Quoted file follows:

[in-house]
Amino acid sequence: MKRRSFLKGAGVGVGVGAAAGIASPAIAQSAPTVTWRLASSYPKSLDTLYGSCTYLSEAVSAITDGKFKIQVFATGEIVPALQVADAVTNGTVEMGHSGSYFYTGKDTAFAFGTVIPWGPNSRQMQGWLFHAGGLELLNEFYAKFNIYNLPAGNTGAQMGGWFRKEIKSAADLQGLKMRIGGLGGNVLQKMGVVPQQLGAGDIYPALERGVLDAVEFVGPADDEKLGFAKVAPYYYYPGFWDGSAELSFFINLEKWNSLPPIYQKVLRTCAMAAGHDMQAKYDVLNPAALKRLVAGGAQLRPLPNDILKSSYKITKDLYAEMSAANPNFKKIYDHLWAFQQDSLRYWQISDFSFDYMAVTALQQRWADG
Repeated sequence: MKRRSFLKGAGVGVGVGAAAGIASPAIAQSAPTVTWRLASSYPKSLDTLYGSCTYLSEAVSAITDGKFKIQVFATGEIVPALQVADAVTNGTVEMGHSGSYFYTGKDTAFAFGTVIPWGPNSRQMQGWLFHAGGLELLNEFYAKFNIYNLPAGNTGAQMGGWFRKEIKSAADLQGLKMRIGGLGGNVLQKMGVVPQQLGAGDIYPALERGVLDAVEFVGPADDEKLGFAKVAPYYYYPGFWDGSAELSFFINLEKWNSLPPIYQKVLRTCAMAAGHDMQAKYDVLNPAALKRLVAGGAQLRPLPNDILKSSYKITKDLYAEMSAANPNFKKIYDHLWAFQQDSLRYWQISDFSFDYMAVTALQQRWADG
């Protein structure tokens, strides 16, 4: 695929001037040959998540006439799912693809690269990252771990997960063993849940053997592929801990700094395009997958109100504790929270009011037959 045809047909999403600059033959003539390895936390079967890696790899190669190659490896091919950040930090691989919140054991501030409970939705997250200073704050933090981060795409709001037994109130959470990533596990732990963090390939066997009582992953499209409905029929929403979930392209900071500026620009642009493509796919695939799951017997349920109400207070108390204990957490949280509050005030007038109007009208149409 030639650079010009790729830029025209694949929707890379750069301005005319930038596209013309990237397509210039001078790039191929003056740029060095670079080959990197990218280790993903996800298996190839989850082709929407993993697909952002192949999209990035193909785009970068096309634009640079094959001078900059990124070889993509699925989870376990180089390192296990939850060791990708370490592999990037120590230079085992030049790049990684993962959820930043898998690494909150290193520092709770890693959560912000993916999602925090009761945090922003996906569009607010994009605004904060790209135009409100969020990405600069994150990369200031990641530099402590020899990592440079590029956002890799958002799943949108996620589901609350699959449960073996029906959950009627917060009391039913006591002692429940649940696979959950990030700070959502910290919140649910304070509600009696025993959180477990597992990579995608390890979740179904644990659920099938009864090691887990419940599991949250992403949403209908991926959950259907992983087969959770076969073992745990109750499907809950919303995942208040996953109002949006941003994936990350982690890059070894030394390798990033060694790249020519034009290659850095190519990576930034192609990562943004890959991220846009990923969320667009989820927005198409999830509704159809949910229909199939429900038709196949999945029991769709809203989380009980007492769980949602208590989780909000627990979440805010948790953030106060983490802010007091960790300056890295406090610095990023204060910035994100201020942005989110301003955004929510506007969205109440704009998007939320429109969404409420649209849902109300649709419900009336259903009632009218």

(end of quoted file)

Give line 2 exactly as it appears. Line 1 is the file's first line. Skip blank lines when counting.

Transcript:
Amino acid sequence: MKRRSFLKGAGVGVGVGAAAGIASPAIAQSAPTVTWRLASSYPKSLDTLYGSCTYLSEAVSAITDGKFKIQVFATGEIVPALQVADAVTNGTVEMGHSGSYFYTGKDTAFAFGTVIPWGPNSRQMQGWLFHAGGLELLNEFYAKFNIYNLPAGNTGAQMGGWFRKEIKSAADLQGLKMRIGGLGGNVLQKMGVVPQQLGAGDIYPALERGVLDAVEFVGPADDEKLGFAKVAPYYYYPGFWDGSAELSFFINLEKWNSLPPIYQKVLRTCAMAAGHDMQAKYDVLNPAALKRLVAGGAQLRPLPNDILKSSYKITKDLYAEMSAANPNFKKIYDHLWAFQQDSLRYWQISDFSFDYMAVTALQQRWADG